reading: weinberg

Posted by anton
on Sunday, March 11, 2007

I am a little concerned that this space does not see much of the technical content in past few months. One of the main reasons is that the stuff I spend most of my energy on (and also the area where I currently learn the most) is organizational - everything from project delivery to team dynamics. It is surprising how much of it is dysfunctional, so all the reading that I have done in the past and seemed only marginally applicable now becomes incredibly relevant, supported by real-life examples.

One of the books I really enjoyed recently was Jerry Weinberg's "Becoming a Technical Leader." Very down-to-earth and personal book that is pragmatic, relevant, and simply rings true. Here's a couple quotes:

So perhaps a better leadership question is this:

If you had to take a trip with someone else driving, would you prefer a driver who
  1. has never had an accident, but would likely be indecisive if an accident occured
  2. has had an average of one accident a week, but was very adept at making decisions in emergency situations

Sad to say, many people seem to prefer (2). That's why Armistice Day has been replaced by Veterans Day. Peace is more difficult to organize, but war is more heroic. Really good organizing seems to lack drama.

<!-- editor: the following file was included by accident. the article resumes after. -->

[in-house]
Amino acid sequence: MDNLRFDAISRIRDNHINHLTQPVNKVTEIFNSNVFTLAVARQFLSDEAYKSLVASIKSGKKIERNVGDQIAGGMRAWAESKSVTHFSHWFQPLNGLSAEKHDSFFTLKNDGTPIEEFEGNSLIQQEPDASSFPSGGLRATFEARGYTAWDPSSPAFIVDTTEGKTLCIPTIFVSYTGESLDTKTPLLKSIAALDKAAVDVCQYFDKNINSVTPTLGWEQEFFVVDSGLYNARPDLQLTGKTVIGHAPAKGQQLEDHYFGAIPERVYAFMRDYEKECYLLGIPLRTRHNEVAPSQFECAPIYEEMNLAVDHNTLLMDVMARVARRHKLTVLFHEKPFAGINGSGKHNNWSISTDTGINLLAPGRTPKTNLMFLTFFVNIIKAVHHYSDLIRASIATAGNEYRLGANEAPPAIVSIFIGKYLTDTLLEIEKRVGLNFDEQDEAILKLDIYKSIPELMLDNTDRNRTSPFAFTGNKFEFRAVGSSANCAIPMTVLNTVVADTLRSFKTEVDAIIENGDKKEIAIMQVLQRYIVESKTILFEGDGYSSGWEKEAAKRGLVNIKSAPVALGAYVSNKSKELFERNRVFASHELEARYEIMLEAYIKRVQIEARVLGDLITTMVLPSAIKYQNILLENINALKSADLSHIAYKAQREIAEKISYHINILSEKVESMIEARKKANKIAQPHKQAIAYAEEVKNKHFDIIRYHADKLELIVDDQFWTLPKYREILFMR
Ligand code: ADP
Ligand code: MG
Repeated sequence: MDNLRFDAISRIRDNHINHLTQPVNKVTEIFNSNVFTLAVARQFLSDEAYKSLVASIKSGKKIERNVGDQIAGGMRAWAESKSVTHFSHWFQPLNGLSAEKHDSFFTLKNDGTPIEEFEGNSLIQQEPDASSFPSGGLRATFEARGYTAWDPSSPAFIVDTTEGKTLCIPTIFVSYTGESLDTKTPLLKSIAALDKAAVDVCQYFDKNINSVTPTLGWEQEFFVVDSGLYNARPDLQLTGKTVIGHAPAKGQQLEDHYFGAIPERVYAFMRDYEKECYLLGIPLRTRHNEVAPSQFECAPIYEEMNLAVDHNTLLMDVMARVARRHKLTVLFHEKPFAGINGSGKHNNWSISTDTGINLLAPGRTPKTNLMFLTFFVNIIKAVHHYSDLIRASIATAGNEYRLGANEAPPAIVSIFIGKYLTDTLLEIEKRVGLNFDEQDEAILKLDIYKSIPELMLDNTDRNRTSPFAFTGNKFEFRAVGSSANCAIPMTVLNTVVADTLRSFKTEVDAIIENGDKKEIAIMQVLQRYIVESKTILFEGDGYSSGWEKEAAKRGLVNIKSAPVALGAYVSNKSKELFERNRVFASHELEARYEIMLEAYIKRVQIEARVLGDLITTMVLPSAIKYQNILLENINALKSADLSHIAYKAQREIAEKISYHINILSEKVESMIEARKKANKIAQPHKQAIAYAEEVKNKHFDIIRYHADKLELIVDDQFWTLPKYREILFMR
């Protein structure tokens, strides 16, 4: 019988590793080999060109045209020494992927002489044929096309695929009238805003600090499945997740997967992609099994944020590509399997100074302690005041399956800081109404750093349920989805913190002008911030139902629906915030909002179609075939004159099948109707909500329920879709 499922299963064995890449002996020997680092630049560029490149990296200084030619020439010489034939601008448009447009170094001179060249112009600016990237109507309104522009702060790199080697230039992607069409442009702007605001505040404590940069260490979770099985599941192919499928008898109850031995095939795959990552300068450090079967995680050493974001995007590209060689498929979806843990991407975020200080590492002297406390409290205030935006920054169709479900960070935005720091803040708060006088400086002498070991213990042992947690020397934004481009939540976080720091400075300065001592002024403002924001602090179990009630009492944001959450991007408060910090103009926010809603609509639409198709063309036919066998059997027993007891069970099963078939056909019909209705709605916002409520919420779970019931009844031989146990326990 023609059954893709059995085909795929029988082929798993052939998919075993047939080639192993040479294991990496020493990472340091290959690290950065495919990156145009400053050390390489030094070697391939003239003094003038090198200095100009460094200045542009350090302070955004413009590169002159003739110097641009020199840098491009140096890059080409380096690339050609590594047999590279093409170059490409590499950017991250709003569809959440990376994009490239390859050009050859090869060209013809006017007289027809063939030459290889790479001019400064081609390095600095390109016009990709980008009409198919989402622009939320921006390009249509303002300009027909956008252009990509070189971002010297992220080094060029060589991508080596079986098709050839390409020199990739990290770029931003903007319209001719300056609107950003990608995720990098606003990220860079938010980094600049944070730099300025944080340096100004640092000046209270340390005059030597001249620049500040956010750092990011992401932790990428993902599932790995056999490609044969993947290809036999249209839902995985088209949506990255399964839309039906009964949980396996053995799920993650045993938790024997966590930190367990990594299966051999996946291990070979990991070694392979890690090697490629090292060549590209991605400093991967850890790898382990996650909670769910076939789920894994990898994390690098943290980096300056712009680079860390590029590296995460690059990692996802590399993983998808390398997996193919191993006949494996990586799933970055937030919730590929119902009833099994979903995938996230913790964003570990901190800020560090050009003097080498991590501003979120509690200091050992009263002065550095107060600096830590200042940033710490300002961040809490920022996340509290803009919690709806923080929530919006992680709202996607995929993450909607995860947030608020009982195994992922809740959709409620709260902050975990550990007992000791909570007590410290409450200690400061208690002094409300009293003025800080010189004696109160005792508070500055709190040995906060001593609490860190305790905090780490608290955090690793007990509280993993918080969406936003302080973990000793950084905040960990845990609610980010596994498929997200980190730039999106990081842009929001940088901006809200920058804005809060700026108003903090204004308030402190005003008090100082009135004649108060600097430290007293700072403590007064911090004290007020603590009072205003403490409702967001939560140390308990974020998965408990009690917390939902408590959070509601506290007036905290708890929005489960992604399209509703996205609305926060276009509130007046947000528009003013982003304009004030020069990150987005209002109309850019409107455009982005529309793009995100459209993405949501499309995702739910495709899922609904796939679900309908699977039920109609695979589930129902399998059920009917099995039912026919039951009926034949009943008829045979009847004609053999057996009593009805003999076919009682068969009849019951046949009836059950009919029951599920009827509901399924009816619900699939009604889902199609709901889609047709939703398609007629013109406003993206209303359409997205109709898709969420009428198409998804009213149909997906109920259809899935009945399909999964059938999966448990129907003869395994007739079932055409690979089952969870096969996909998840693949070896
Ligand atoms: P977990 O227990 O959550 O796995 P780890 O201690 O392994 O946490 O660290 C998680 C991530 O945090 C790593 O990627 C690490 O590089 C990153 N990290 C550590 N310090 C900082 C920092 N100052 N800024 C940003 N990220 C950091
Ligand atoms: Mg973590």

Why is it that we reward programmers who work all night to remove the errors they put into their programs, or managers who make drastic organizational changes to resolve the crises their poor management has created? Why not reward the programmers who design so well that they don't have dramatic errors, and managers whose organizations stay out of crisis mode?

Organizing is not about solving problems, but avoiding them. Once you're in the throes of the problem, it's too late to do really effective organizing. Perhaps the biggest obstacle to effective organizing is our eagerness to reward ineffective organizing.

And another one:
A problem-solving leader's entire orientation is toward creating an environment in which everyone can be solving problems, making decisions, and implementing those decisions, rather than personally solving problems, making decisions, and implementing those decisions.

This is where I probably struggle the most in my current team (for many reasons) - giving away trust to acquire trust; in other words, delegating (the book has a whole chapter on it).

Weinberg's "Secrets of Consulting" is next (kudos to Muness for pointing him out to me).

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